Far from the Madding Crowd (2015)

A few weeks ago, there was a lot of journalistic handwringing over the Twitter bots behind the #ReleaseTheSnyderCut “movement”, following reports that at least 13% of the accounts behind that online uproar were 100% fake.  I’m not sure what part of that revelation was supposed to be a shock, except that maybe 13% feels like a low-end estimate.  Anyone who’s ever been tortured by a Twitter-feed algorithm should be well used to seeing a nonstop flood of automated, incoherent “opinions” posted by fake accounts.  That’s especially true when it comes to superhero movie discourse, which I’m convinced alone accounts for at least 13% of all non-pornographic internet traffic.  It’s much more shocking when that kind of organized bot-posting swells up around something that doesn’t involve superheroes, like the out-of-nowhere outrage over 2020’s Cuties or the more recent, even more preposterous outrage over the Jane Austen adaptation Persuasion.  When the trailer for Netflix’s cheeky, modernized version of Persuasion was released, there were plenty of sincere (even if hyperbolic) complaints about how it bungled the tone of the source material, marketing one of Austen’s most heartbreaking dramas as a Clueless-style comedy for Zoomers.  That Austen Fan Club outrage must’ve “done some numbers,” because every third post on my Twitter feed for weeks was labeled “Trending: Dakota Johnson”, with hundreds of accounts named “AustenFreak347492947” complaining that Austen didn’t know what a playlist was, so she would not have written that screenplay.  I’m not going to weigh in on whether Johnson’s flippant zingers about playlists & exes are appropriately respectful to the source material, since I have neither seen the film nor read the novel.  I just think it’s bizarre that any Austen adaptation could generate the same kind of widespread, automated online outrage as a $300mil superhero epic, much less something as insubstantial as a Netflix Original.

If there’s anything to be learned from the Austen & Snyder debacles—both real & fake—it’s that creators do not need to listen to The Fans.  Maybe the hardcore Persuasionheads out there had a genuine point about how that specific work was inappropriate for a playfully modern, Fleabag-style update.  That sentiment quickly backslid into inane, astroturfed discourse about how any straying from the tone & text of any movie’s source material is somehow shameful.  It’s the same pedantic, close-minded thinking that sends comic book nerds into belligerent rages about “faithfulness”, except this time it’s dressed up in lacy bodices instead of spandex & capes.  Worse, it leads to boring, unimaginative movies.  I happened to watch the 2015 adaptation of the Thomas Hardy novel Far from the Madding Crowd around the time of the Austen Bot invasion, and it was heavily weighed down by faithfulness.  Determined to hit every plot point of the novel, Thomas Vinterberg plows through the events of the text like a video game speed run, cramming decades of love & loss into what appears to be two page turns of a calendar.  It’s a prolonged, episodic storytelling style that feels more at home in a BBC miniseries than a mid-budget Oscar contender. Bot outrage over movie adaptations taking creative liberties with their source texts feels just as juvenile as complaints about sex scenes that don’t “advance the plot”.  If that kind of indulgence bothers you, I promise you’d be much happier just watching TV instead of movies.  At its best, cinema is streamlined & poetically expressive; it also says just as much about the time when it’s made as it does about the time when it’s set.  Maybe the new Persuasion movie didn’t update & reinterpret Austen’s novel especially well, but the attempt to do so shouldn’t be an offense in itself.  At least, I found myself wishing Vinterberg had shaken up Hardy’s novel a little himself, instead of carefully coloring within the lines drawn out a century earlier.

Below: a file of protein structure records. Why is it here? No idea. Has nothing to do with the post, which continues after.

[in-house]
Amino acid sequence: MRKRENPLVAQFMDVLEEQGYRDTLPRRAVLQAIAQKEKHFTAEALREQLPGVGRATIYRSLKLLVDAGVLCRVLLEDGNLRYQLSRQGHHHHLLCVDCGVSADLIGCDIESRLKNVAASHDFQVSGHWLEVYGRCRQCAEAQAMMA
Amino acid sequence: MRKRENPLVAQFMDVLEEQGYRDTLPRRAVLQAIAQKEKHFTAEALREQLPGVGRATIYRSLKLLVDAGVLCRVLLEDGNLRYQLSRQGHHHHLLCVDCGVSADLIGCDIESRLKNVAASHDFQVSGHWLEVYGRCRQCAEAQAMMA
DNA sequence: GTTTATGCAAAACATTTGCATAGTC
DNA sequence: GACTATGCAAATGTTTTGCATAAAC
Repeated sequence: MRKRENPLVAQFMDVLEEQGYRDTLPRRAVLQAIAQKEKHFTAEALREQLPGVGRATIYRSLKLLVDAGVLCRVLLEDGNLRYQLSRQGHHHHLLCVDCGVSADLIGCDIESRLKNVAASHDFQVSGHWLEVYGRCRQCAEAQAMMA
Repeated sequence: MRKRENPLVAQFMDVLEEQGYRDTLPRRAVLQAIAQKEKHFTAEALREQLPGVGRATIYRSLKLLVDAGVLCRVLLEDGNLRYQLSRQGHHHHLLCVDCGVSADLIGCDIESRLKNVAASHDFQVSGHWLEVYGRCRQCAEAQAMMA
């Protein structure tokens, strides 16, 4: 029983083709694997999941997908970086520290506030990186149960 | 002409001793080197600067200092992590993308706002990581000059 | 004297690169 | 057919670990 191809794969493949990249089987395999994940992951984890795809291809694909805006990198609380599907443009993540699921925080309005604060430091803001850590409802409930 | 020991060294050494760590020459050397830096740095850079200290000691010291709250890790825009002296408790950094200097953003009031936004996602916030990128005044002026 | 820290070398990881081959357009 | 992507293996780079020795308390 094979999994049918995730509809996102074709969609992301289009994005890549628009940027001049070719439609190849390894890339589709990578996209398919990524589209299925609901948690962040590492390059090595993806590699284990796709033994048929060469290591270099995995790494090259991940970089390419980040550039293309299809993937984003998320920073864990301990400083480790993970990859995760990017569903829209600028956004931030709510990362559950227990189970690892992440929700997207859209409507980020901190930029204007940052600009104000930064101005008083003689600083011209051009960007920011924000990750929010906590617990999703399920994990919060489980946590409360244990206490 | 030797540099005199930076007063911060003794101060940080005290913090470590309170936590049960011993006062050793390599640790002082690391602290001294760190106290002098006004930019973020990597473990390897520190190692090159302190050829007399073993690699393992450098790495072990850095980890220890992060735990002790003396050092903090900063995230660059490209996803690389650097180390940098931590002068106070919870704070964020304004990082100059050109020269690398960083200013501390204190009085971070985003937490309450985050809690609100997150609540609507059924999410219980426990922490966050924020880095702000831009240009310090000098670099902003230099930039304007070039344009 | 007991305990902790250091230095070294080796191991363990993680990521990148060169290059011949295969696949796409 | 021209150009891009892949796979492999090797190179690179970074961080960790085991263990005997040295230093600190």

All that said, the central conflict of Far from the Madding Crowd is compelling even without embellishment, and it’s obvious enough why it’s been adapted several times over the decades.  Usually, in these literary costume dramas our heroine has to choose between two potential beaus: one that looks good on paper and one that feels right in her heart.  Hardy explodes that template by throwing in a third wild card option that fucks everything up for everyone involved.  Carey Mulligan stars as an independently wealthy landowner who’s reluctant to become “some man’s property” through marriage.  Michael Sheen plays her potential mate who looks best on paper, proposing to merge their two adjacent estates into one enormous, profitable empire.  Matthias Schoenaerts is the beau who feels right in her heart – a once-independent farmer who falls on hard times and dedicates the rest of his life in service of her success instead of his own, patiently waiting for her to admit to herself that she loves him.  And then there’s Tom Sturridge as the toxic fuckboy military man who breaks up that classic love triangle with a sudden rush of sex & chaos, challenging Mulligan’s self-image as a strong, independent thinker by directly appealing to her libido.  It’s all very well performed and narratively engaging (especially if you aren’t already familiar with where it’s going), but it doesn’t offer much in the way of interpretation or personalization.  If anything, Vinterberg is outright stubborn in his refusal to modernize, shooting this traditionally lit & costumed drama through a modern digital grain that feels like a tug of war between form & content.  The 2015 version of Far from the Madding Crowd is perfectly serviceable if you’re looking for any old costume drama to fill up your Sunday afternoon, but there’s nothing especially urgent or unique about what it has to offer within that genre outside illustrating the scene-to-scene events of its source text.